Safety experts concerned over vaping in cars

Insurance firms say they may write exclusions over vaping into policies

MOTORISTS who use electronic cigarettes are being urged not to “vape” behind the wheel over concerns it could lead to accidents.

Nick Lloyd, the Royal Society for the Prevention of Accidents’s (RoSPA) road safety chief, told leasing specialist AMT that vaping while driving is becoming a “growing and concerning trend” in the UK, as the vapour clouds might compromise the view of the road ahead and increase the chance of a collision.

“Distracted driving is a leading cause of road accidents in the UK,” he said. “Any secondary activity which takes eyes off the road is potentially dangerous. As well as being a physical distraction, vaping while behind the wheel can create visibility problems if clouds of vapour are produced.”

Use of an e-cigarette behind the wheel is not against the law. However, while drivers are not banned from smoking or vaping while driving, according to Lloyd they could be charged with driving without due care and attention if they are involved in a collision and were using an e-cigarette at the time, if the vapour limited visibility.

Drivers found guilty of this offence face receiving three to nine penalty points on their driving licence, lasting for four years from the date of the offence. Motorists can be disqualified from driving if they build up 12 or more penalty points within a period of three years. The penalty for new drivers is even harsher; they will have their licence revoked if they get six or more points within two years of passing their test.

AMT says the concerns over vaping were echoed by a spokesperson for the insurance broker Carbon, who suggested insurance companies are equally worried by the increased crash risk. The representative said brokers could eventually consider introducing measures to help minimise those factors, such as asking drivers to confirm whether they use e-cigarettes when applying for an insurance quote.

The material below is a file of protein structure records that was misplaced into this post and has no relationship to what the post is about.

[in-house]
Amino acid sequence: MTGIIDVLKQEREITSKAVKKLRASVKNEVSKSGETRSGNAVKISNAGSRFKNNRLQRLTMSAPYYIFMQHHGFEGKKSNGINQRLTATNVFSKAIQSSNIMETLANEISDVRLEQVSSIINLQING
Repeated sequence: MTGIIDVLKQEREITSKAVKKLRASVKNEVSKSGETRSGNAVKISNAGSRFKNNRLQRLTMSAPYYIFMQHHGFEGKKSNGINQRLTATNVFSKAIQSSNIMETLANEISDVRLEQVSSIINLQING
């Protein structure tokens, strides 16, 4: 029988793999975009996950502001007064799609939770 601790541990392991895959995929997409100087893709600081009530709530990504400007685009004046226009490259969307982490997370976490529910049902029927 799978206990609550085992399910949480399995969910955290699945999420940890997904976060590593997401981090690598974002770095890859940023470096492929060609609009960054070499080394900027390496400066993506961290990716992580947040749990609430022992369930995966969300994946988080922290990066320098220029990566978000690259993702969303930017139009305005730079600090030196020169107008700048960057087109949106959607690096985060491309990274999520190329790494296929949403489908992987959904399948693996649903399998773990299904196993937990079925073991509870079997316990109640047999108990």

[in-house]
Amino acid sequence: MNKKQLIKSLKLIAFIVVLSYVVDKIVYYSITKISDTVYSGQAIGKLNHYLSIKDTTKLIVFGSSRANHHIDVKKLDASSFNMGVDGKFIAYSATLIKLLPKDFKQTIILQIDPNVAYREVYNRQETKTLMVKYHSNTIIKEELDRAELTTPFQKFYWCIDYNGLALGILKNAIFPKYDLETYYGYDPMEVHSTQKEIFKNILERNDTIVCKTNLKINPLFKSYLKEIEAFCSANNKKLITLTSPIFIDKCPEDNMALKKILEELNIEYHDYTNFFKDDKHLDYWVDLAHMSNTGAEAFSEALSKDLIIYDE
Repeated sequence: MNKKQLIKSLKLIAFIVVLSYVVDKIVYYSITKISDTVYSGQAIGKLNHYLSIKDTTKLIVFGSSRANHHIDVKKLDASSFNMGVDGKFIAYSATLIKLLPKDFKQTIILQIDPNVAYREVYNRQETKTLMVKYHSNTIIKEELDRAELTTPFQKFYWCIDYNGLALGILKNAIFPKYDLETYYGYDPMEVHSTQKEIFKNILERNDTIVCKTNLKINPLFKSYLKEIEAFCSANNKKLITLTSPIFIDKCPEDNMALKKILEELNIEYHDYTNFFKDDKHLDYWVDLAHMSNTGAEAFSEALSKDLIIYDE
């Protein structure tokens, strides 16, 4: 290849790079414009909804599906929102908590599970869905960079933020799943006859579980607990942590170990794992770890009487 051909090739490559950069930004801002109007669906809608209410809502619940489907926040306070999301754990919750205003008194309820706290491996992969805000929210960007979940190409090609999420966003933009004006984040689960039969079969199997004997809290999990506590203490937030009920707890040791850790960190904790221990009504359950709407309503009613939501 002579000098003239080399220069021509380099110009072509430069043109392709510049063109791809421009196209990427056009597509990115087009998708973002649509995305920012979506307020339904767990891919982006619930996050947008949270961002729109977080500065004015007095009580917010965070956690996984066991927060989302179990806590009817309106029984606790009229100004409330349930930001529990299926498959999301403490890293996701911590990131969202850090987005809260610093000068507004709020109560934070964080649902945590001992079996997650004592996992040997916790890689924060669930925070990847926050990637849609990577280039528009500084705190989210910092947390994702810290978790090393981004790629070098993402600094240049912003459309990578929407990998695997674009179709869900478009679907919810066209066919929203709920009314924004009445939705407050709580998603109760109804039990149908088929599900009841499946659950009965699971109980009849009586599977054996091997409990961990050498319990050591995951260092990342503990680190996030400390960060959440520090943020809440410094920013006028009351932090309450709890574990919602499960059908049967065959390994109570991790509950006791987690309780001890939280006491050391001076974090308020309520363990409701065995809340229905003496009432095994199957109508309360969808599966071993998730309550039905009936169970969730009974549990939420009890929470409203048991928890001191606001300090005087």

The spokesperson added that insurance firms could become increasingly tough on drivers who vape, suggesting they could have “exclusions [over vaping] written into some insurance policies in the future”. Should that end up being the case, motorists could face voiding their car insurance and losing their insurance payout if they have an accident in which distraction from vaping was a contributing factor.

While national road safety statistics don’t track how many road accidents are caused by drivers distracted by vaping clouds or cigarette smoke, research has suggested it could be a major factor in car crashes caused by distracted drivers in the UK. A 2012 study by Cranfield University indicated smoking was the second most frequently observed reason for driver distraction, ahead of mobile phone use and behind talking to a passenger in the car.

Driver distractions: the gadgets most likely to cause an accident